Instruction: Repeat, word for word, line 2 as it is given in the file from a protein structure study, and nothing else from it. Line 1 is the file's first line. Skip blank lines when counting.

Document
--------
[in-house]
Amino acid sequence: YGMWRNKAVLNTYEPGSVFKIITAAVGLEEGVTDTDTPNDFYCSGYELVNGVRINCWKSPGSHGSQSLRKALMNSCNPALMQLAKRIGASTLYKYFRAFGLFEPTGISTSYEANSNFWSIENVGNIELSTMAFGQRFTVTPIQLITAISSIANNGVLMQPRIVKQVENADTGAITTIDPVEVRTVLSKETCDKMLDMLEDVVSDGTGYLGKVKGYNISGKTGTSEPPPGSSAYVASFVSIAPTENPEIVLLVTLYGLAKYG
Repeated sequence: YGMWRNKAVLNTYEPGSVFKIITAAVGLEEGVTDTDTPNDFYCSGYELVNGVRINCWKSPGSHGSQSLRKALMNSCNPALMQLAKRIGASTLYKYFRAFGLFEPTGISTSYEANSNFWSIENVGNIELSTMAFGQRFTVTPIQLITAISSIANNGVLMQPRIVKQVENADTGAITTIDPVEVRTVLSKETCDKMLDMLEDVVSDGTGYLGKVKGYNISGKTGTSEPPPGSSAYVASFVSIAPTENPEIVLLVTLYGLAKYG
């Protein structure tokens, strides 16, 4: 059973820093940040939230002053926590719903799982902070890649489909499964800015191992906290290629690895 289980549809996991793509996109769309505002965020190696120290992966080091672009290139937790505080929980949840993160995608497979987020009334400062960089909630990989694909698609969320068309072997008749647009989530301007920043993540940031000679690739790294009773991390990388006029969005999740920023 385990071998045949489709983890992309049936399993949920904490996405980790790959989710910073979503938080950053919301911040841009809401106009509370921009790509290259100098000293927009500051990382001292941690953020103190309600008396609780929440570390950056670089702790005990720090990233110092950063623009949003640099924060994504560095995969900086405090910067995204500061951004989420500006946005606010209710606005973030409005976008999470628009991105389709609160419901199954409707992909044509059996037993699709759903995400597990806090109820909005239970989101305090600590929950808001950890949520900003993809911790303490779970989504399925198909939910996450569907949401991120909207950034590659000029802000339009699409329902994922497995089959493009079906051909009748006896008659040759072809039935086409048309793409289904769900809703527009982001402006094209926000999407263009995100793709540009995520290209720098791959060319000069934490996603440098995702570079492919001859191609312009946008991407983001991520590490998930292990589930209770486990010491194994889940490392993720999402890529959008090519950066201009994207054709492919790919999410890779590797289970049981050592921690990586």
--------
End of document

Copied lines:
Amino acid sequence: YGMWRNKAVLNTYEPGSVFKIITAAVGLEEGVTDTDTPNDFYCSGYELVNGVRINCWKSPGSHGSQSLRKALMNSCNPALMQLAKRIGASTLYKYFRAFGLFEPTGISTSYEANSNFWSIENVGNIELSTMAFGQRFTVTPIQLITAISSIANNGVLMQPRIVKQVENADTGAITTIDPVEVRTVLSKETCDKMLDMLEDVVSDGTGYLGKVKGYNISGKTGTSEPPPGSSAYVASFVSIAPTENPEIVLLVTLYGLAKYG